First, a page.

THE SHOP

March '20

Issue link: https://nbm.uberflip.com/i/1206768

Contents of this Issue

Navigation

Page 69 of 87

64 THE SHOP MARCH 2020 M arc Sharp, owner of Sharpy's Rod & Custom in Federal Heights, Colorado is doing what his dad did before him and what his son, Beau Sharp, is mastering—complete hot rod rebuild jobs, including tearing the body off of a frame and starting over, as well as collision and minor repairs, most often on old cars. "Someone brings in a 1957 Chevy and we take that and disassemble it, remove the entire frame and it's a ground-up restora- tion," says Marc Sharp of his 14-year-old business. "But we also do spot repair on almost any vehicle, though they're usually old cars. We get a lot of hail out here and so we do hail repair, including fixing chips, as we did recently on a 1932 Ford." Like many custom shops, there's no typical job at Sharpy's. "Almost anything is possible, and we can make it happen," Sharp says. "We do every- thing from wiring to hot-rod suspensions. We have a turnkey shop." A NEW PATH Before Sharp and his son began rebuilding and restoring vehicles, they were doing mostly collision work. In keeping with the family calling, Sharp and his brother got started years ago, working together. "In 2003, I sold my half of our collision shop to my brother. He took over the whole 64 THE SHOP MARCH 2020 STAYING SHARP STAYING SHARP STAYING SHARP Colorado's Sharpy's Rod & Custom knows that quality builds can't be rushed. By Cathie Beck Sharpy's Rod & Custom in Colorado offers complete hot rod rebuild jobs, including tearing the body off of a frame and starting over, as well as collision and minor repairs, most often on old cars. Marc Sharp start- ed Sharpy's after years working with his brother in the collision industry.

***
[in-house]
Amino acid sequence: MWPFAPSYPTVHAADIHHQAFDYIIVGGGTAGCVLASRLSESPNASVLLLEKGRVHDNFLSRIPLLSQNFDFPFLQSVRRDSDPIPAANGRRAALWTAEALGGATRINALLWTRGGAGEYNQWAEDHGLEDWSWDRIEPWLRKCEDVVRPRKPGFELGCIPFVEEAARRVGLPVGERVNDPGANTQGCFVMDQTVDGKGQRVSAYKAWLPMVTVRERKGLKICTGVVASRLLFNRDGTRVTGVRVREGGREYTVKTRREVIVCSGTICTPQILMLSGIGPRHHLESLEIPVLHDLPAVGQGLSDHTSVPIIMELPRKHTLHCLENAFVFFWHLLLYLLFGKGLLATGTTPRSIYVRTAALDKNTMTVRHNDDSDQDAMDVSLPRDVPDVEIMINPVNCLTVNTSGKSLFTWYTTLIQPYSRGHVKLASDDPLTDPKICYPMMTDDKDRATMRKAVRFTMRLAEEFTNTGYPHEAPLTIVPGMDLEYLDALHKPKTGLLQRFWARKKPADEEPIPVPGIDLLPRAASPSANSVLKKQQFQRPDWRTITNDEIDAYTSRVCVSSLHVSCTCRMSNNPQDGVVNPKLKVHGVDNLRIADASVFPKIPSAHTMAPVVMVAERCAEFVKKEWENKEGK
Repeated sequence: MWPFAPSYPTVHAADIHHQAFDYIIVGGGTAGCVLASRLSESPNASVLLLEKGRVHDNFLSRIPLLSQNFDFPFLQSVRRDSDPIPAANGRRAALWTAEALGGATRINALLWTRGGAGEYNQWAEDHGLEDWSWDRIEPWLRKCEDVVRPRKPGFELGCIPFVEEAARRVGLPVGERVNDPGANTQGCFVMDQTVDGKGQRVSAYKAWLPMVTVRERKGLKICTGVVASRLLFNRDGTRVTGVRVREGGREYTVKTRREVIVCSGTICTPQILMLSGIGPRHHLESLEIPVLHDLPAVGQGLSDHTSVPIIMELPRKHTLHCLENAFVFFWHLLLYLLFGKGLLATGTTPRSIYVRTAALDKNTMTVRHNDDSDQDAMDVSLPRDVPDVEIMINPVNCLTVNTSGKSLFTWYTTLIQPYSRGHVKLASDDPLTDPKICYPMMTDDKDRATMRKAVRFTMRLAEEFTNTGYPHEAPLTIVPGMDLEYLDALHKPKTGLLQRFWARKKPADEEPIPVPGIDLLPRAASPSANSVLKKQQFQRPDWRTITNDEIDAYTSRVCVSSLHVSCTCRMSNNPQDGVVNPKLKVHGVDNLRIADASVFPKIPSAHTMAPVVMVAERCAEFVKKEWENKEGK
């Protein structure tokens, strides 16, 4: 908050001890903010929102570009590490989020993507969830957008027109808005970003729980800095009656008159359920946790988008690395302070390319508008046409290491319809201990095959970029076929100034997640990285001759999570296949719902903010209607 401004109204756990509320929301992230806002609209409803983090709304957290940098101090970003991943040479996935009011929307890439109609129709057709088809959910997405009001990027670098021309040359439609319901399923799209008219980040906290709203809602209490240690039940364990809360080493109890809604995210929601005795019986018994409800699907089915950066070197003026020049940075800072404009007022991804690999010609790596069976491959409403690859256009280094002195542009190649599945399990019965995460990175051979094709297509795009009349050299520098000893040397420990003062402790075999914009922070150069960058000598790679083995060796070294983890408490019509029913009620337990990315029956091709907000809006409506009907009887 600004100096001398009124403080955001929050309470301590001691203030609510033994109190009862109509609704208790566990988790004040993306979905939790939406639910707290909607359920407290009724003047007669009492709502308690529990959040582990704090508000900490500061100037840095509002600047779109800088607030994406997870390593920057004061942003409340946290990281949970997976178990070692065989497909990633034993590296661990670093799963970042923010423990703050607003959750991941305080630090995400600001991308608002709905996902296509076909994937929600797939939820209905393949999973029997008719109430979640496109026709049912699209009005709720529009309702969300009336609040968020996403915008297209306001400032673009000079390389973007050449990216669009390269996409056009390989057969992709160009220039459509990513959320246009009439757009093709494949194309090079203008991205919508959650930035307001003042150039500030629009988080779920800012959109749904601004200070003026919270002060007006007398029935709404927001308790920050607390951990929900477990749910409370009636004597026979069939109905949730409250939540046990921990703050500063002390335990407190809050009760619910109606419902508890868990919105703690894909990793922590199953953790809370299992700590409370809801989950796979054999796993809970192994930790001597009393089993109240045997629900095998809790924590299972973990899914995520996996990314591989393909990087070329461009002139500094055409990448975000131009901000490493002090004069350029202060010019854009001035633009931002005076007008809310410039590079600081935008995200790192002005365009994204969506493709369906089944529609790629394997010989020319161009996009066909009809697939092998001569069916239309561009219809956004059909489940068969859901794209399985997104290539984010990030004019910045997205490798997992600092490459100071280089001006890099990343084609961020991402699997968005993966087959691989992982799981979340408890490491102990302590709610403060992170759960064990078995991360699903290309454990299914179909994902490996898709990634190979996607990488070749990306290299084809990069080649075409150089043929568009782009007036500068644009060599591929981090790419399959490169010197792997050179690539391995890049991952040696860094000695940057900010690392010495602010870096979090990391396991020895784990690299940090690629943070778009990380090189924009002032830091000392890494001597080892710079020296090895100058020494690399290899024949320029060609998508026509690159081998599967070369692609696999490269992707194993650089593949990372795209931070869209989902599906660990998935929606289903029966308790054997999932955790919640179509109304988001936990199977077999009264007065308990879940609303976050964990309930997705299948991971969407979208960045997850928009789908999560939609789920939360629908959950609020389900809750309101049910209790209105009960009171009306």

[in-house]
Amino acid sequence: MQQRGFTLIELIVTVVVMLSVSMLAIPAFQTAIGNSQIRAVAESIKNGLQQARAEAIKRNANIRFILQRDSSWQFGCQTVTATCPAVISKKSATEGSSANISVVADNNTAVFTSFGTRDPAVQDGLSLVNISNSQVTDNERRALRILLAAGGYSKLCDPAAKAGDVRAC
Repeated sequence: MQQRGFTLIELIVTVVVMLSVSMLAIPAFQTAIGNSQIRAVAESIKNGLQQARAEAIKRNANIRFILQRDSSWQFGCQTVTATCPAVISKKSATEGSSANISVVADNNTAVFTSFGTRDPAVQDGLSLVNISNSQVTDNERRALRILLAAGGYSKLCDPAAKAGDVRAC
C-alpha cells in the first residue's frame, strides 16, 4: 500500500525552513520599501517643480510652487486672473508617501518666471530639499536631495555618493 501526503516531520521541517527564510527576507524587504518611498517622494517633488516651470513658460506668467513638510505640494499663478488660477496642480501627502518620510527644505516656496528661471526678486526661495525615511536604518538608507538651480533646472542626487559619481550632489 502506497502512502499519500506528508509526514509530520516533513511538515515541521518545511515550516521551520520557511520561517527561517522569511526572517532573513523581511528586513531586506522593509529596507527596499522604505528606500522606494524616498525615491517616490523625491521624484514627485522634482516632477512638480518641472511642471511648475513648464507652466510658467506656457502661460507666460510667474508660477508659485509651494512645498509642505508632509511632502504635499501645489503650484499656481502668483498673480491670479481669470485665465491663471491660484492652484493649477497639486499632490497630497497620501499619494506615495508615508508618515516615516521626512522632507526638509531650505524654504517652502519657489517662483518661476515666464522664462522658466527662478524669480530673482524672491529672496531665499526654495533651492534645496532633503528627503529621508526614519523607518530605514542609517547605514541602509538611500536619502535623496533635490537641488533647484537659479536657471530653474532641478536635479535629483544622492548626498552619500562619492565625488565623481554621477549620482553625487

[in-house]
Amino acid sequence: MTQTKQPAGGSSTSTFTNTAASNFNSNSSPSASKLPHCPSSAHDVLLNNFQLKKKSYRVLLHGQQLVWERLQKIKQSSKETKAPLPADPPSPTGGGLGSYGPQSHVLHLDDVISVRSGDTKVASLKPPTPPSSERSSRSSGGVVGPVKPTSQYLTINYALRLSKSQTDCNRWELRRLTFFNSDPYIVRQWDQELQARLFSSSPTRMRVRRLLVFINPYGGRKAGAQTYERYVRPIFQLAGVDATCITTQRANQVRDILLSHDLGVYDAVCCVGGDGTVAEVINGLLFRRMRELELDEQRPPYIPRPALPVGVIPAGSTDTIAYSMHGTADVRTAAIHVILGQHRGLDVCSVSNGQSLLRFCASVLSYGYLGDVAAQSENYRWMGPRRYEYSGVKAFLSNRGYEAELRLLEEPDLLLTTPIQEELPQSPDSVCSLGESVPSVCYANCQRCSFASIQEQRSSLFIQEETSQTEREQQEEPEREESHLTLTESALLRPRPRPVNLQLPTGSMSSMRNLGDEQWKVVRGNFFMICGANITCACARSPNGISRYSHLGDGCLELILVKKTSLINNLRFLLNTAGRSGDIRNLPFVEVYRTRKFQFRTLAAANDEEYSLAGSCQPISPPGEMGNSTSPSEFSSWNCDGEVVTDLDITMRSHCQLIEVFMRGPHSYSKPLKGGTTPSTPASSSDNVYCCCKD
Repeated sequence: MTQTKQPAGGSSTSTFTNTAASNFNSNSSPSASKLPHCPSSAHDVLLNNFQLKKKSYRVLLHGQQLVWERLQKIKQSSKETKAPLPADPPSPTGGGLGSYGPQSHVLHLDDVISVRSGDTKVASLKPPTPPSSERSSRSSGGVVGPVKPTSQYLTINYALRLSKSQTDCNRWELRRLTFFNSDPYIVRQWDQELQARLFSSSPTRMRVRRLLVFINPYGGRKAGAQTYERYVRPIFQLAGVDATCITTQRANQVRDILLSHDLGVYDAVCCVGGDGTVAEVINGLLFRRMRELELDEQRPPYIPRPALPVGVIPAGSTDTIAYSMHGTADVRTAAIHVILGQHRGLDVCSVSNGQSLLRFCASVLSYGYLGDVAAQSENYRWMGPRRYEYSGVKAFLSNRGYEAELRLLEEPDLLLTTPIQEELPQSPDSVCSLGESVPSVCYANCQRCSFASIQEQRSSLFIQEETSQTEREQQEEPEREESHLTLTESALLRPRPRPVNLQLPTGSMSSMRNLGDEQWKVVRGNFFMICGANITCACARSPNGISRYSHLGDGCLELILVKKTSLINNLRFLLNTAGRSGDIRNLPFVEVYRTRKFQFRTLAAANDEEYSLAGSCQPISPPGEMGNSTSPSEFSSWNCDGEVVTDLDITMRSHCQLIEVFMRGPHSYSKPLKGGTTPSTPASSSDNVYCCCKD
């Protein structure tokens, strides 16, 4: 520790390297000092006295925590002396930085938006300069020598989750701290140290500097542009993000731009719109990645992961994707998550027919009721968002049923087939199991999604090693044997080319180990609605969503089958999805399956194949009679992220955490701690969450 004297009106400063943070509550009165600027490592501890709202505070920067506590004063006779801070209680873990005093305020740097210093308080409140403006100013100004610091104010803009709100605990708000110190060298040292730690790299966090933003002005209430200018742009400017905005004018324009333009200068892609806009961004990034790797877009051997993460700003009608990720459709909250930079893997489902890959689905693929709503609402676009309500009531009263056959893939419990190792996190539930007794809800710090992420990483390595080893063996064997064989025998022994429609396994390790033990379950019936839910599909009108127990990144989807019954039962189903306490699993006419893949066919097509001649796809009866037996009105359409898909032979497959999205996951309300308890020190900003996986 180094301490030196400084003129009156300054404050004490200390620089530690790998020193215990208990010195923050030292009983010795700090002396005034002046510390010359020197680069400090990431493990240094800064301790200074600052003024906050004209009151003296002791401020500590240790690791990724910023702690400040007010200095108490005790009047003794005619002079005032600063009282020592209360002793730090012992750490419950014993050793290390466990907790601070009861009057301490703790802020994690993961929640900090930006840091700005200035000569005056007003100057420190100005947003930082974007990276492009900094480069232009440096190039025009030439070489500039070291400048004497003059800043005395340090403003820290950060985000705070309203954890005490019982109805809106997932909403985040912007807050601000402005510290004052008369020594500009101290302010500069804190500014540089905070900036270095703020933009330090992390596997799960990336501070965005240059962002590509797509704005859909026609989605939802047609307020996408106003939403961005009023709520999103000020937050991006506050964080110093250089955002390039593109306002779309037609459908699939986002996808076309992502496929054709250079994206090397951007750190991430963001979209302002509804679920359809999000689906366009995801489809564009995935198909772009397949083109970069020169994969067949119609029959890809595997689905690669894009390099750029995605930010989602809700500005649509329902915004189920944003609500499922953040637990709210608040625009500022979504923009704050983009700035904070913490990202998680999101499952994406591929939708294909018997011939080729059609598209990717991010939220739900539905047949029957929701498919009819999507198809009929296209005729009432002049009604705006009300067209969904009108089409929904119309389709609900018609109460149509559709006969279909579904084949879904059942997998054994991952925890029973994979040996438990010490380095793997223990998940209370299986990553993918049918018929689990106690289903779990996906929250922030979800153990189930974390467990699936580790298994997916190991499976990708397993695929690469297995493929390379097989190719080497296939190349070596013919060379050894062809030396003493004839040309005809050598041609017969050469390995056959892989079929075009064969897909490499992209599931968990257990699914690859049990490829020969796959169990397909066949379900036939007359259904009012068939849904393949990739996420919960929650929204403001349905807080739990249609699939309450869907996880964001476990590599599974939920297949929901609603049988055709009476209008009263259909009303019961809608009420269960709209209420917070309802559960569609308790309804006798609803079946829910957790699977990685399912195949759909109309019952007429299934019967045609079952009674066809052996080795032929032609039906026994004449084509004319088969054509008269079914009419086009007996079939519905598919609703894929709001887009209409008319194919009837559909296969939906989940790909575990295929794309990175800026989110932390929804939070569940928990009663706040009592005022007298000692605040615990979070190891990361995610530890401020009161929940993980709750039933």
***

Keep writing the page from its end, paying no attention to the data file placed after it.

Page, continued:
Articles in this issue

view archives of THE SHOP - March '20